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Parents should choose how children are immunised

Like all parents of school-age children I have recently received a pamphlet outlining the Government's immunisation programme of schoolchildren planned for this autumn.

The measles and rubella (MR) immunisation is offered as a "school injection" only. That it is to say that GPs are prohibited access to the vaccine. Children are injected at school or not at all.

The Government's chief medical officer, Kenneth Calman, stated on the BBC Radio 4 programme You and Yours that it was "much more efficient to do it in schools ... up to 1,000 children in a couple of days" would be a "remarkably effective way of doing it, rather than through the GP system". What Mr Calman fails to recognise is that children are living, breathing and feeling beings, not mere statistics. The fears and needs of a five-year-old child are quite different to those of a 15-year-old. The immunisation of first school pupils en masse worries me intensely. Young children cannot cope positively with this type of situation. I am appalled that I have no choice as to where and by whom I have my two young children immunised.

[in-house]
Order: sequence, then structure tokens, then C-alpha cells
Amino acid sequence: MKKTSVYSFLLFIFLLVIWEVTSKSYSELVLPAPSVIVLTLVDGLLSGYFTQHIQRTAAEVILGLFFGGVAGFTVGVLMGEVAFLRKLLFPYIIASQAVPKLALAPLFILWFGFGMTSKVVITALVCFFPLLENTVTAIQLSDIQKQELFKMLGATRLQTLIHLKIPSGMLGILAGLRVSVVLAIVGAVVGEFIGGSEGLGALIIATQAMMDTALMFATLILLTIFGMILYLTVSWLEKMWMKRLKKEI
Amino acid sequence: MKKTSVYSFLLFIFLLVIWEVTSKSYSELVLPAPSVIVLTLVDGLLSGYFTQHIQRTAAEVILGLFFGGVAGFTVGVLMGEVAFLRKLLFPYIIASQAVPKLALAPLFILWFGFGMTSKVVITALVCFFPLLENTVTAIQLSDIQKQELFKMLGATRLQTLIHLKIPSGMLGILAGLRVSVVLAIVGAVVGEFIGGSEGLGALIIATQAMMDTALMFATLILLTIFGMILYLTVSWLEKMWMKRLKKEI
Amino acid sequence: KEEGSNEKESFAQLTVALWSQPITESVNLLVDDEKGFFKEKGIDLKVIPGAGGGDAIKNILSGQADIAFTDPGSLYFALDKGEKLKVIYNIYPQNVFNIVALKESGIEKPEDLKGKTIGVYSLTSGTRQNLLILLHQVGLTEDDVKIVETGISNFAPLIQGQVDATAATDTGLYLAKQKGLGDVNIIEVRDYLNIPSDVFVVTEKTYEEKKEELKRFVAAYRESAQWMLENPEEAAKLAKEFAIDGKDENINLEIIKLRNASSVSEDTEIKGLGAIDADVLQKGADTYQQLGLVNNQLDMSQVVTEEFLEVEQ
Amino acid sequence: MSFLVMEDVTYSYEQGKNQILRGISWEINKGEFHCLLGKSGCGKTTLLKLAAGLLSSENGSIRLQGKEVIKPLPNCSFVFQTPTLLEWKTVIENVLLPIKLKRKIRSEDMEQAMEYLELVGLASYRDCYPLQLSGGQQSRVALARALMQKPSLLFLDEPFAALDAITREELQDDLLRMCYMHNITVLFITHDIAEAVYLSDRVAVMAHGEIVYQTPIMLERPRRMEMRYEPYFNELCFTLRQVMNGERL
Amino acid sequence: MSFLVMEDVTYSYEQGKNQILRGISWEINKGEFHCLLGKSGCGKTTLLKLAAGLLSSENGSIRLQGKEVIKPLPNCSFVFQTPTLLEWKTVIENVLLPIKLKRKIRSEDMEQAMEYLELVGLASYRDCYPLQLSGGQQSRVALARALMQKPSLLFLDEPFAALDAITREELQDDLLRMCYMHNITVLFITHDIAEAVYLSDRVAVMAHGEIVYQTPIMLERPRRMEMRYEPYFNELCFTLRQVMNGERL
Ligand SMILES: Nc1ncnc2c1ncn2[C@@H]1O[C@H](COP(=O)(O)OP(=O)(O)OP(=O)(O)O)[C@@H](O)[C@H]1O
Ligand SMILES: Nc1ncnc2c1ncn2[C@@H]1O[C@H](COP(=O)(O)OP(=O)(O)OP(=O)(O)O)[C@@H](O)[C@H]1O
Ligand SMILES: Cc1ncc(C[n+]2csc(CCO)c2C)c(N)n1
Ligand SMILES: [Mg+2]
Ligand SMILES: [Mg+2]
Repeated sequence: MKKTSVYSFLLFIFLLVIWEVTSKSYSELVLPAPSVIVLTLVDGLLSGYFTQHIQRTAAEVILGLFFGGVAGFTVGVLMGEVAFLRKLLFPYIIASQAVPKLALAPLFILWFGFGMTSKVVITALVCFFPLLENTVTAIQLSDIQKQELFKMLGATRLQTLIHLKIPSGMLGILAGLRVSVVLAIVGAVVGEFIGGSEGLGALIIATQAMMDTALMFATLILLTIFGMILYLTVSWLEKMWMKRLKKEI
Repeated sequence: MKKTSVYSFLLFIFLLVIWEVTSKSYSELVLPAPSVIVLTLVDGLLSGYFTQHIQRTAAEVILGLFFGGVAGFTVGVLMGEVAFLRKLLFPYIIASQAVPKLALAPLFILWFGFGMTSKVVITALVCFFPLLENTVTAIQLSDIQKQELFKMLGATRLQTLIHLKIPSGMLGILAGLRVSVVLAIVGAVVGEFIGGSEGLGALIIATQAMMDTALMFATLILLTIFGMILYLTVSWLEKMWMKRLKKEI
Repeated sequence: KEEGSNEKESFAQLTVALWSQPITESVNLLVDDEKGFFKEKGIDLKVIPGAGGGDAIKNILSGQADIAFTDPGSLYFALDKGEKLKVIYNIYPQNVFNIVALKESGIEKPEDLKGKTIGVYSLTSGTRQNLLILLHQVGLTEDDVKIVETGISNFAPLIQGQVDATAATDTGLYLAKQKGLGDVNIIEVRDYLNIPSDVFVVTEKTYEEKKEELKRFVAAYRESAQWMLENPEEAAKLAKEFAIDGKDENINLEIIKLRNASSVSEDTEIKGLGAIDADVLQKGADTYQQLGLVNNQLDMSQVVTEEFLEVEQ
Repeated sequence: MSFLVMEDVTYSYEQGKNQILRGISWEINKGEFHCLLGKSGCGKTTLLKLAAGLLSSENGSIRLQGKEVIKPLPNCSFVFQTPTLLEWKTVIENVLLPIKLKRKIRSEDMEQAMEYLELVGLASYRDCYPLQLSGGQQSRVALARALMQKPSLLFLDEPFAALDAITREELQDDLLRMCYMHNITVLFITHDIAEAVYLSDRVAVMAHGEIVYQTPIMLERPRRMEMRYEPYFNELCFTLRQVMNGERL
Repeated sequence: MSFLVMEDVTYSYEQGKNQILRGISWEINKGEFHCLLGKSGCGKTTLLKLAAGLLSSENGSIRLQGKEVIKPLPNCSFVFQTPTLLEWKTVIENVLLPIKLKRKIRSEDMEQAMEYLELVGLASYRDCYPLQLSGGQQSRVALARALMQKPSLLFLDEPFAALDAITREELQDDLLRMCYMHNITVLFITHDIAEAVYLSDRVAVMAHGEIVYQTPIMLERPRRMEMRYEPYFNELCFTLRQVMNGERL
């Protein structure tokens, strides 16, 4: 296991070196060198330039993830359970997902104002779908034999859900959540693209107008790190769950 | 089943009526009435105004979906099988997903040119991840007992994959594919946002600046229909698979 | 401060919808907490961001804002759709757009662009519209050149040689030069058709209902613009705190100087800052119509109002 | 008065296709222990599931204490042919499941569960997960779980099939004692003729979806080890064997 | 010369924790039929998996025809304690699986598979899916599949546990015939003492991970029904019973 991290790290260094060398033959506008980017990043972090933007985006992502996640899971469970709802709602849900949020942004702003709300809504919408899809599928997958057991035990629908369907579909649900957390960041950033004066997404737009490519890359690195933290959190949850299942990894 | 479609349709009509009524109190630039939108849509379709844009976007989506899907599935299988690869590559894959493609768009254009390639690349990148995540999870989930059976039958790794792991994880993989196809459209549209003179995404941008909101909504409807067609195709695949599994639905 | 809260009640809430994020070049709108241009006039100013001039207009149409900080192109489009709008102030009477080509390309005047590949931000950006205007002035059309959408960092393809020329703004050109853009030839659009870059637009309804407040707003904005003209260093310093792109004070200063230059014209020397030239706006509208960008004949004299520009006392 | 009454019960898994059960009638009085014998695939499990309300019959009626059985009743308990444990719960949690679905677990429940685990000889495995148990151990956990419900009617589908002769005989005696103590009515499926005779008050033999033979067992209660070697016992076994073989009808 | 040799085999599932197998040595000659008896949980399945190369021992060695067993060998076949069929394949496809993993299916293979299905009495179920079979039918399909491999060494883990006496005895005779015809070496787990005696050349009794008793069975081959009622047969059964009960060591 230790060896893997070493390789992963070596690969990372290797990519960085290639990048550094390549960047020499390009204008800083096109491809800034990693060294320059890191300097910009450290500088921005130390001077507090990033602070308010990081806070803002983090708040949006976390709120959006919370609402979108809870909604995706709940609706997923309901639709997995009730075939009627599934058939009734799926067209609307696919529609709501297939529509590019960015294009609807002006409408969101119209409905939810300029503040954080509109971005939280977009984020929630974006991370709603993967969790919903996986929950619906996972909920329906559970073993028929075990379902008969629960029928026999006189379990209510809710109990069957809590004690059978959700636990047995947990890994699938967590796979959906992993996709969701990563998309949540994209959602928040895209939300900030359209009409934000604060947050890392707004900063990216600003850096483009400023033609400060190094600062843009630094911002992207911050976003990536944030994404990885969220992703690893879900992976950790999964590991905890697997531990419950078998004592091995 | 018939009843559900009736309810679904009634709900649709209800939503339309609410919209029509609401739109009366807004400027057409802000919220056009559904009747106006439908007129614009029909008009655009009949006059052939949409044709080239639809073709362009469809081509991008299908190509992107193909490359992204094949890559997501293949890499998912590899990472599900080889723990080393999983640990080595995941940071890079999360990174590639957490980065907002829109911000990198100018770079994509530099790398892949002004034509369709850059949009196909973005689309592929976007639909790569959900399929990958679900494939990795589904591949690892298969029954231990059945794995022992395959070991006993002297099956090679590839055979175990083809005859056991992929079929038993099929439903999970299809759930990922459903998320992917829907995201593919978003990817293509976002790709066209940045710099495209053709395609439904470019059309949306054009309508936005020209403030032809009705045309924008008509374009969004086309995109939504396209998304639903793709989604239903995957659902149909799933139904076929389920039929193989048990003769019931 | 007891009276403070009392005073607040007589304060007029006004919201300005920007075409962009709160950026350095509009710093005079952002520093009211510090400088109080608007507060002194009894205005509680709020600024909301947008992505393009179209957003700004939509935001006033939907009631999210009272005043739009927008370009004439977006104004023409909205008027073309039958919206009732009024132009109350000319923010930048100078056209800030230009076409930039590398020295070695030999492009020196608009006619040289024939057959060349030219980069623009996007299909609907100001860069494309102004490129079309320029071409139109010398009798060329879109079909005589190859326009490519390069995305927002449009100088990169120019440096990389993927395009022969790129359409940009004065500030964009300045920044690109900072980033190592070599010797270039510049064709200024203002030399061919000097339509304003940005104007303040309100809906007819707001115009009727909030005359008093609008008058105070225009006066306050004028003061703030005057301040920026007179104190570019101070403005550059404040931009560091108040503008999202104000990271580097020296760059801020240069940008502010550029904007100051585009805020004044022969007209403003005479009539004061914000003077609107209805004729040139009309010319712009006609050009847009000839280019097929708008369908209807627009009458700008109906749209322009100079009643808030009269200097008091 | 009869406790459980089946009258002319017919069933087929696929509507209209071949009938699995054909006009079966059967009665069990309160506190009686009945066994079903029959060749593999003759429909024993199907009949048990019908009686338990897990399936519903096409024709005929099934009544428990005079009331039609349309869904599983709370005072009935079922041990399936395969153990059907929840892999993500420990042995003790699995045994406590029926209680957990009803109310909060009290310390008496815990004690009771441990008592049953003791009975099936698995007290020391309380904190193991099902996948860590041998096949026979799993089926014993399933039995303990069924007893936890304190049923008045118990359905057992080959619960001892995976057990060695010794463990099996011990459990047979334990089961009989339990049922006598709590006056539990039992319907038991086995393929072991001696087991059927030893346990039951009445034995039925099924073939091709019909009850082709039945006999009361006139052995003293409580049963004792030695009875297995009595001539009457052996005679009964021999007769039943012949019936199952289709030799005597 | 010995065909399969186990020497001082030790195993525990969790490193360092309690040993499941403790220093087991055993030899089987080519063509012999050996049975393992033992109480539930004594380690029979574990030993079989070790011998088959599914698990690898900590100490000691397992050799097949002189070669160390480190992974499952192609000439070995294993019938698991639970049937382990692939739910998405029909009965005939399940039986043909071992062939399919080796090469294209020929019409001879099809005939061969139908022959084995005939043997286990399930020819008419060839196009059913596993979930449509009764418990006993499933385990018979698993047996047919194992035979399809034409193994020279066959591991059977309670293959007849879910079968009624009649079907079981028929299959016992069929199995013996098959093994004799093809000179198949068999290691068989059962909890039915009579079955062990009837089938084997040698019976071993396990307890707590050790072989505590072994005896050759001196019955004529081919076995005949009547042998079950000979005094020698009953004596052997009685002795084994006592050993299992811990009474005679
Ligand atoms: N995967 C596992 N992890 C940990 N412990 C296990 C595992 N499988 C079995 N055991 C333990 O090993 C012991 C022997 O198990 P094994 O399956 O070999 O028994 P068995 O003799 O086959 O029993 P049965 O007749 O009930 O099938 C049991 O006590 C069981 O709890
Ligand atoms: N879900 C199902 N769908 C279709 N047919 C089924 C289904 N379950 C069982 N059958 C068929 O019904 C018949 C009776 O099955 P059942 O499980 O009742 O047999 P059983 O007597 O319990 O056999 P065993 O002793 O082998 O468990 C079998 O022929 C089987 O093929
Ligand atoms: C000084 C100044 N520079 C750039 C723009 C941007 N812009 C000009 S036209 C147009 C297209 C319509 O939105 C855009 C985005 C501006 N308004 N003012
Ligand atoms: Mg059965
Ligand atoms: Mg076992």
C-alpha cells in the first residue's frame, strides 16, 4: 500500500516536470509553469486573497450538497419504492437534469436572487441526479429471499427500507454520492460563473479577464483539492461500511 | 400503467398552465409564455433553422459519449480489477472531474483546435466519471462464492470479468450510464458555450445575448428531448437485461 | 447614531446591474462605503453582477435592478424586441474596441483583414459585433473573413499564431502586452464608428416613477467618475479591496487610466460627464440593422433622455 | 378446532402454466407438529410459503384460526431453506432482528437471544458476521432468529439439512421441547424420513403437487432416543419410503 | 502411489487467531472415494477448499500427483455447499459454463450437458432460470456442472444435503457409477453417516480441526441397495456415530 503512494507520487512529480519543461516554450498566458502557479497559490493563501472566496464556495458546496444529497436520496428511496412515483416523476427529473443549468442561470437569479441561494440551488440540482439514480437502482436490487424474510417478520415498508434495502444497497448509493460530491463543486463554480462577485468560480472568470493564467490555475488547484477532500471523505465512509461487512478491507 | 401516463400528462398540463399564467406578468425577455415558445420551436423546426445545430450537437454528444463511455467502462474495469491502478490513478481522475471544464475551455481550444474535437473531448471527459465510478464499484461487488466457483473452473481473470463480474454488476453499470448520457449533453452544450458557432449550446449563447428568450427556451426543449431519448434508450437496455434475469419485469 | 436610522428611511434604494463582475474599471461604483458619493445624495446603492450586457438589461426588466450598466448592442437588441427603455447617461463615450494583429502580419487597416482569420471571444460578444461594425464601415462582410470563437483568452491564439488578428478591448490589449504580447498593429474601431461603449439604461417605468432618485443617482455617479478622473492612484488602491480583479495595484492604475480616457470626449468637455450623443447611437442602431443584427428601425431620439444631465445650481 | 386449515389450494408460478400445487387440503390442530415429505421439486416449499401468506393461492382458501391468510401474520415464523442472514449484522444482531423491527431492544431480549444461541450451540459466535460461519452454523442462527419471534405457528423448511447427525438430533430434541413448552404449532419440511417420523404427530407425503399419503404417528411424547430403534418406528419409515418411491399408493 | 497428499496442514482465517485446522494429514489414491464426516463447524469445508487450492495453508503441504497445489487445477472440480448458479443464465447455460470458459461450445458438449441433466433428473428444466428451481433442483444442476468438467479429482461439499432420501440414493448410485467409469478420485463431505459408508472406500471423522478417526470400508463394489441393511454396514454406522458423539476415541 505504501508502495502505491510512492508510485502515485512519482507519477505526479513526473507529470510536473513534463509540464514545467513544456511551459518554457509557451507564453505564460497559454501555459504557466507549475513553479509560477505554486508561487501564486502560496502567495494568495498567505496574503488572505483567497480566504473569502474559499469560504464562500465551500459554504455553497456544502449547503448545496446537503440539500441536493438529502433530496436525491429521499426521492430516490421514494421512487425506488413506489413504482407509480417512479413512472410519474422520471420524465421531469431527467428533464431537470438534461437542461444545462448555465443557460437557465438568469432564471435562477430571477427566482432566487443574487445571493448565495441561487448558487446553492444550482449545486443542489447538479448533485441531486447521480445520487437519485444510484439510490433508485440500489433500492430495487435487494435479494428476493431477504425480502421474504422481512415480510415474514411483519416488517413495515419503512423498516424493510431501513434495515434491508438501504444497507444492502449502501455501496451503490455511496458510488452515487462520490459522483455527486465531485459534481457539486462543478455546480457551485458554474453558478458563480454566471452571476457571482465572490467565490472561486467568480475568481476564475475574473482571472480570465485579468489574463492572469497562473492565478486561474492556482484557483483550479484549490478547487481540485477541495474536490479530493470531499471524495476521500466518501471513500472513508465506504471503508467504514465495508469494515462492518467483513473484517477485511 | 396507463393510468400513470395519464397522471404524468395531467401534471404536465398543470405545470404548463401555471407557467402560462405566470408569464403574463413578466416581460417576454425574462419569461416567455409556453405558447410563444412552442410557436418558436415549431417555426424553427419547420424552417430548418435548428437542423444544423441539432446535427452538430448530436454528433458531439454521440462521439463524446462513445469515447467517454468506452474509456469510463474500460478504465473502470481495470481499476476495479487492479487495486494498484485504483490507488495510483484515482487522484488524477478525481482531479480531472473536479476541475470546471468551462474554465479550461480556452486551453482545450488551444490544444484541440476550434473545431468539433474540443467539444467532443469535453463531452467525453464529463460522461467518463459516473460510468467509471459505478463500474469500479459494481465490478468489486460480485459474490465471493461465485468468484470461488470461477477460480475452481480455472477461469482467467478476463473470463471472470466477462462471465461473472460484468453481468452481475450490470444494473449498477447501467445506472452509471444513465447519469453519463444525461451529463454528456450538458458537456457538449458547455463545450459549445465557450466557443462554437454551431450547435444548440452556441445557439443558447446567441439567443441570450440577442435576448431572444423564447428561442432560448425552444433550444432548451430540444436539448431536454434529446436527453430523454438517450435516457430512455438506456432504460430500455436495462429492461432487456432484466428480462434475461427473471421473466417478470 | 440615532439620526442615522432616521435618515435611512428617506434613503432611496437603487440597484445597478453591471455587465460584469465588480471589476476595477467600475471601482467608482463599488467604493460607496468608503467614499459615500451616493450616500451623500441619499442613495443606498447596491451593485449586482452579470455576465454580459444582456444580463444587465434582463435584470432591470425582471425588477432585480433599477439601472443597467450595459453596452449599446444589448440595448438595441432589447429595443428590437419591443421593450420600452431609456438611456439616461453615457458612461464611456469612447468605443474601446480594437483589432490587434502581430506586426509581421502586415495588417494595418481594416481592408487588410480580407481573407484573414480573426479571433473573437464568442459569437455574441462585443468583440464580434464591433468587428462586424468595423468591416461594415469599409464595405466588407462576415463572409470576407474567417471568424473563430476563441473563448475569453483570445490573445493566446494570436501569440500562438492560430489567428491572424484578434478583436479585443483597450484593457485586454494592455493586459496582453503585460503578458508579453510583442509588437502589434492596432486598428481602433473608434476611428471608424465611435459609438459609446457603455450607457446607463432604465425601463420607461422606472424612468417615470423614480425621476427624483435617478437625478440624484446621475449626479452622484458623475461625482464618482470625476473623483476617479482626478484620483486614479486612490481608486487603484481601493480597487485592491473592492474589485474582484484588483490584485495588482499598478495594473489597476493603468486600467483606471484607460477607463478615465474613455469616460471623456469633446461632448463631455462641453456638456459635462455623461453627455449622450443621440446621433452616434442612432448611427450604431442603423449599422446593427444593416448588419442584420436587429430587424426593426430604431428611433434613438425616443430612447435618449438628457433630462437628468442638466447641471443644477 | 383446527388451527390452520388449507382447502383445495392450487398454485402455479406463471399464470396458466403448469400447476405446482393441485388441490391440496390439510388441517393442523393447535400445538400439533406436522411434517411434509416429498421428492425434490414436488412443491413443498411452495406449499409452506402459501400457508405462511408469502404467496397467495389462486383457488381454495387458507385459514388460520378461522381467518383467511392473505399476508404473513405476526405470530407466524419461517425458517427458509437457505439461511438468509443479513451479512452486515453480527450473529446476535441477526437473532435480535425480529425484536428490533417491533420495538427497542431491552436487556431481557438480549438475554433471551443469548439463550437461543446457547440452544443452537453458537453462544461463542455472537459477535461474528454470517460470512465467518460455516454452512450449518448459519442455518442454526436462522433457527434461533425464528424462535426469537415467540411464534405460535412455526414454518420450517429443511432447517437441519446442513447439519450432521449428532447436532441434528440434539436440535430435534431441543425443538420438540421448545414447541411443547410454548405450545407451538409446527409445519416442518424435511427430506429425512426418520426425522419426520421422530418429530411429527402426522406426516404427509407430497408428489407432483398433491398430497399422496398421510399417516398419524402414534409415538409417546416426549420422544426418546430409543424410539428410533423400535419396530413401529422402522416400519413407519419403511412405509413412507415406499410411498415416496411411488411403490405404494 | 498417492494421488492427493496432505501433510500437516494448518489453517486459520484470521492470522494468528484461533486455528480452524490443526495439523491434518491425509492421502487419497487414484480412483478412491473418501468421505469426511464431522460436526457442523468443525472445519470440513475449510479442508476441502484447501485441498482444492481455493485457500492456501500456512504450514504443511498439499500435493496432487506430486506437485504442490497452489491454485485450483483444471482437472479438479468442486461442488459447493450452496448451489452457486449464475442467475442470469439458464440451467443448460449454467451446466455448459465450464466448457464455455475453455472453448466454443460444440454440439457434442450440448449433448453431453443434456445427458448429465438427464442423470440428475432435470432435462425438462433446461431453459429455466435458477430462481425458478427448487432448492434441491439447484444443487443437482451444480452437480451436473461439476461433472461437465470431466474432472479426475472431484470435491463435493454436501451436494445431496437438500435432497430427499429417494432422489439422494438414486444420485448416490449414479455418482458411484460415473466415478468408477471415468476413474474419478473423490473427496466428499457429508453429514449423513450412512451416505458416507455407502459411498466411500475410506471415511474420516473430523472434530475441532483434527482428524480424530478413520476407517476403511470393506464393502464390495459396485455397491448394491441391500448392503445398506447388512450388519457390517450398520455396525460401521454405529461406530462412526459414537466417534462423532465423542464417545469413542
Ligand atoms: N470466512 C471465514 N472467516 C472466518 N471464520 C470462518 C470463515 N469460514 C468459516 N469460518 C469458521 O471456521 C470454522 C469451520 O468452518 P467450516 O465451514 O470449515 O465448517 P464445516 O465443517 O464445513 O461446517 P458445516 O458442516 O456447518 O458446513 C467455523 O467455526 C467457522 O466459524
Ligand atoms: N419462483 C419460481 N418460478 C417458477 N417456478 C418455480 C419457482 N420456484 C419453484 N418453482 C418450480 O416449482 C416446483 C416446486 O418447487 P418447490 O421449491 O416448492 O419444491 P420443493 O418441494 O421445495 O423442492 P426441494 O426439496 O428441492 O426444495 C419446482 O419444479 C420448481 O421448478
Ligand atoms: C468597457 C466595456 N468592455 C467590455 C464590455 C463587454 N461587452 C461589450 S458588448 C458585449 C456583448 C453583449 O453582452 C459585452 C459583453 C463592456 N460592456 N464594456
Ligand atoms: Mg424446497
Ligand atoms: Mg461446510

As a mother I question how much individual consideration will be given to each child. A bad experience at a young age could destroy a child's confidence for the rest of his life. Primary schoolchildren should be excluded from the mass immunisation programme. The vaccine should be available to GPs, where it is more likely that young children will receive a more caring and individual approach.

As a former teacher I believe that schools should be places of learning, not medical clinics. Teachers should teach, not play nurse to young, frightened children. Medical procedures, however minor, should be performed in appropriate places, under proper conditions.

Finally, and most importantly, all parents should have the right to choose what they believe to be the safest and more caring environment for their young children to be immunised.


Callow Hill

Redditch, Worcestershire

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